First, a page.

April 29, 2010

by Justin Phillips

Screenwriters Peter Berg and James Vanderbilt never intended their new release to win any awards at the Sundance film festival this year.

They aren’t assuming their movie will win a “Best Screenplay” nomination or an “Independent Spirit” award anytime soon.
What they do expect is for action movie junkies dying for a cinematic fix before the summer blockbusters start rolling in, to overdose on explosions while watching their newest creation, “The Losers.”

For the intended audience of thrill-seeking, comic-booking loving teenagers and adults alike, “The Losers” is a homerun.
People who choose to sift through the rubble of blown up helicopters, cars, buildings and people after the film ends to search for any indication of there having been a decent plot behind the carnage will be sorely disappointed.

Berg, who did excellent work on the 2004 film “Friday Night Lights,” and Vanderbilt, who worked on the 2007 psychological thriller “Zodiac,” somehow forgot to include a good storyline to back the heart-thumping action sequences.

The film’s low budget for action movies in today’s film world, $25 million, and cast of an assortment of familiar, but not overly memorable side role-actors, are all signs that point to the film being a possible flop even before having reached the theaters.

Fortunately, Jeffrey Dean Morgan (“Watchmen”), Chris Evans
(“Fantastic Four”), Idris Elba (“Obsessed”), Columbus Short (“Stomp the Yard”) and Oscar Jaenada (“Che: Part Two”) all manage to admirably carry the film amid the fireballs and gunfire.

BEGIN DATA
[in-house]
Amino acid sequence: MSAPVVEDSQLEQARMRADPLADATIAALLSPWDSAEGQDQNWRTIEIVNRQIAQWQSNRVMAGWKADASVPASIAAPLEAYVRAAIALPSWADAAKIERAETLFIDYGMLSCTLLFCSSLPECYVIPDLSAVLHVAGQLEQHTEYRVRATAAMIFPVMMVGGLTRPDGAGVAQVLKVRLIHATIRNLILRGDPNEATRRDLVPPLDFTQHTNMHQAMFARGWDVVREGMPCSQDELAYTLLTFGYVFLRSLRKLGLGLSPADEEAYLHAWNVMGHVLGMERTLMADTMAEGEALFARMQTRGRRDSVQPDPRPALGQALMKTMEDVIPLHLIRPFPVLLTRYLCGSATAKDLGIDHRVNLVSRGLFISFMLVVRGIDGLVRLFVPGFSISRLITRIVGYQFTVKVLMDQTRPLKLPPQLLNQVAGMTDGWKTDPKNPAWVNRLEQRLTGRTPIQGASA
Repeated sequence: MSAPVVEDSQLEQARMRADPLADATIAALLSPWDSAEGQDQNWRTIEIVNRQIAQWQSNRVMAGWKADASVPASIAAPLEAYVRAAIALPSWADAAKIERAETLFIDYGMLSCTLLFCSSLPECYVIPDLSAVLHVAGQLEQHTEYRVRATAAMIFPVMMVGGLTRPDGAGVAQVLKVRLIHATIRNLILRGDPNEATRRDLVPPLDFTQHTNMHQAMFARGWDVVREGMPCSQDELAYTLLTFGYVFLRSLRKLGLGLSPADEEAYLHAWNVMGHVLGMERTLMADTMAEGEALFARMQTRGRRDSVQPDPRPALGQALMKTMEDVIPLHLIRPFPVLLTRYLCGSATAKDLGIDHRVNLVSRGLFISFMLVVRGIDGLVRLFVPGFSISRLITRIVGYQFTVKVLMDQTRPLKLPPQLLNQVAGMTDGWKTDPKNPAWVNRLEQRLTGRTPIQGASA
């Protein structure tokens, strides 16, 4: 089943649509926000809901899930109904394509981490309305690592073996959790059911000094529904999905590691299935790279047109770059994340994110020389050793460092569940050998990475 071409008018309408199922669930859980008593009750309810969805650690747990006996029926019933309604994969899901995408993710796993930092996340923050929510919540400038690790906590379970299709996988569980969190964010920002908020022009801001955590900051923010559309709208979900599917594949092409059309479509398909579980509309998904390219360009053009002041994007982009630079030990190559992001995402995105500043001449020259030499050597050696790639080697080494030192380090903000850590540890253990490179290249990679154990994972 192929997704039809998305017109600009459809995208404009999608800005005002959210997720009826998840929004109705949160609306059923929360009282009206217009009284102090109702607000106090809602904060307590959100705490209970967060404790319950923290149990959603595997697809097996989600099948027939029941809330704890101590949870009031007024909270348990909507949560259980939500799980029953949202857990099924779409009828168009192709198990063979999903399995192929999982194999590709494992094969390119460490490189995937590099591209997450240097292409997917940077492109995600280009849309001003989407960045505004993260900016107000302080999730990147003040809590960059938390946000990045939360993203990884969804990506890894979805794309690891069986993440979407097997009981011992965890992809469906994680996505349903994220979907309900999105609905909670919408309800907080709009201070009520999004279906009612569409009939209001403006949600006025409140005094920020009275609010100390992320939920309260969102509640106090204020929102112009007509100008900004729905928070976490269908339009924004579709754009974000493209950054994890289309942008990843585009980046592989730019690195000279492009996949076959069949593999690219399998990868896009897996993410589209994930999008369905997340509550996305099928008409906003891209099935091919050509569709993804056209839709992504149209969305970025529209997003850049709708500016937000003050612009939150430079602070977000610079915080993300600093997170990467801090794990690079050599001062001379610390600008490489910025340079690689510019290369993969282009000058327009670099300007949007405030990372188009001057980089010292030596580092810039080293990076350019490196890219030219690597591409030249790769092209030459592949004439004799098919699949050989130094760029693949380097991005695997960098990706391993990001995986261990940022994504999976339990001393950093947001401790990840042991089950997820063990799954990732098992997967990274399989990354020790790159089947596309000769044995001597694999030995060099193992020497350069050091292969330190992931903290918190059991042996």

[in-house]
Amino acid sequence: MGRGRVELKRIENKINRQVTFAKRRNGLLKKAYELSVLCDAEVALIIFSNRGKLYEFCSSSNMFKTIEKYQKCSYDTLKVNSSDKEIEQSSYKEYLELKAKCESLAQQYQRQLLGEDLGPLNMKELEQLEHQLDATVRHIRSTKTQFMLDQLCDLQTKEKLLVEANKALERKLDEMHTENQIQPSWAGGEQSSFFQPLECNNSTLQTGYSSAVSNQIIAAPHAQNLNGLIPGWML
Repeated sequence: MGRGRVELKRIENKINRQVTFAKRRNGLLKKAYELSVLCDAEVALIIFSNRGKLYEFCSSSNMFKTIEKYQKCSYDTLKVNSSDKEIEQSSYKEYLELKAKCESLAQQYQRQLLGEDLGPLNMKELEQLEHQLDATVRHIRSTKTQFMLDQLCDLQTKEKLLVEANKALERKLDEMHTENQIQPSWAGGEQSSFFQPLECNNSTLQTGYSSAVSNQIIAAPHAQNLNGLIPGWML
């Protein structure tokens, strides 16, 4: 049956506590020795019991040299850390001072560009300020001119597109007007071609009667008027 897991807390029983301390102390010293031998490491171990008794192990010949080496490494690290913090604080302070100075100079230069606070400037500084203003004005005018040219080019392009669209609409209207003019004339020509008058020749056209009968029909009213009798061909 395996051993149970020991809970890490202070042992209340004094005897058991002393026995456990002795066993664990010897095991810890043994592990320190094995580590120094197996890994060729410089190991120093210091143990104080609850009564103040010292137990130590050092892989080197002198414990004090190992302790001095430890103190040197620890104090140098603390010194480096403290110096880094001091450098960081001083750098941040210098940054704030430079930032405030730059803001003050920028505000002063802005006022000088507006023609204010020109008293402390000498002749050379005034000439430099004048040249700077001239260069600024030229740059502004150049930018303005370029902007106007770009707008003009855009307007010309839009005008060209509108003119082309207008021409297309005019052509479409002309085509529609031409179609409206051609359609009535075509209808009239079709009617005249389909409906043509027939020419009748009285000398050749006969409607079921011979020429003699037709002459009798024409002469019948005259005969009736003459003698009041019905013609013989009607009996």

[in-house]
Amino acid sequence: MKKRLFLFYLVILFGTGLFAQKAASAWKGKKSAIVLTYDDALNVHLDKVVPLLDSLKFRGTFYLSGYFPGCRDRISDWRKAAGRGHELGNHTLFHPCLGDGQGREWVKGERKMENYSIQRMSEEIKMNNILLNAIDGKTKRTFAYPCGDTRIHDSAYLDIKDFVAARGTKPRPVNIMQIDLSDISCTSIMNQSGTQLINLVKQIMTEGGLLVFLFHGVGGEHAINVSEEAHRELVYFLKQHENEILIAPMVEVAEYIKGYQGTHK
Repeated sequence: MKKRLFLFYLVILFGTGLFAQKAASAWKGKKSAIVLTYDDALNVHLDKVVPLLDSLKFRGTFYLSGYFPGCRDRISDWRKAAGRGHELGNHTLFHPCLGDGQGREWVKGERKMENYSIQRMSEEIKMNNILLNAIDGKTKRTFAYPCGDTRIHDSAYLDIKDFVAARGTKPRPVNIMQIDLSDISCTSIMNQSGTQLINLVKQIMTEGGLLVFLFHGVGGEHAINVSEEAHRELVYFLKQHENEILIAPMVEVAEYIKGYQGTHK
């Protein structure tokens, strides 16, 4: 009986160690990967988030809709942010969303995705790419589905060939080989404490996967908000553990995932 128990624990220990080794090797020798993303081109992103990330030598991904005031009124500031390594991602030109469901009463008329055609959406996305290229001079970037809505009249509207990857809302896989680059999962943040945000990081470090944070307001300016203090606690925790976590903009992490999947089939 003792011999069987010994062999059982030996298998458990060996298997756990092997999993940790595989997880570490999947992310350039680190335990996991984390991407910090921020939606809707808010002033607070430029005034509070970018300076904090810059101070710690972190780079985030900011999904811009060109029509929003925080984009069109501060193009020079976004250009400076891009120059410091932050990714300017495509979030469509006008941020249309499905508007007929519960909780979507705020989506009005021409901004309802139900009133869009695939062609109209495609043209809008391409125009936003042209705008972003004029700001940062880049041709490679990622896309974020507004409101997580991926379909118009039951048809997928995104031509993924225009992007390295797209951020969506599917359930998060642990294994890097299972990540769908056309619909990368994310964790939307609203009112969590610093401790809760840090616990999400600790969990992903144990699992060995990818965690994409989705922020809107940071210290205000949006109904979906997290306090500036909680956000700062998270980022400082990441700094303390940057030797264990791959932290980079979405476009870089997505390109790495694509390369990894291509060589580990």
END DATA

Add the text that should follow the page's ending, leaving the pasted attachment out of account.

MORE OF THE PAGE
Based on a graphic novel, much like several recent blockbuster movies this decade, the film is reaching theaters with a built-in fan base from its 2003 DC/Vertigo series written by Andy Diggle. And within the genre, the film sets itself apart by carefully walking the invisible line between too realistic and cartoonish while working within a PG-13 rating.

“The Losers” starts quickly and ends very much the same way. In the beginning, the beloved group of mercenaries are set up as the perpetrators of an extremely gruesome act of violence.

The sequence of explosions the group is framed for carrying out involves a drug-related bust operation going terribly wrong and leaves kids, buildings and everything in between burnt to a crisp.

The group is forced to go on the run. During this period of hiding they run into Aisha (Saldana) who helps the group get back home to carry out a revenge plot against Clay (Morgan.)
The film is filled with endearing moments for the characters, most of them coming from the computer geek-type character Jensen (Evans.)

Despite the moments of character development in the film, they are just that, fleeting moments which occur few and far between. The film is a fast-paced thrill ride type of action moments for better and worse. The areas where the stereotypical action movie lacks substance are the exact places where the film shoots and misses.

At the end of the day, “The Losers,” is a nice lead into the summer blockbuster movies soon to be released and with a bit of understanding, a love for violence and a short attention span, “The Losers” can deliver on its promise of just being a great action movie for 2010.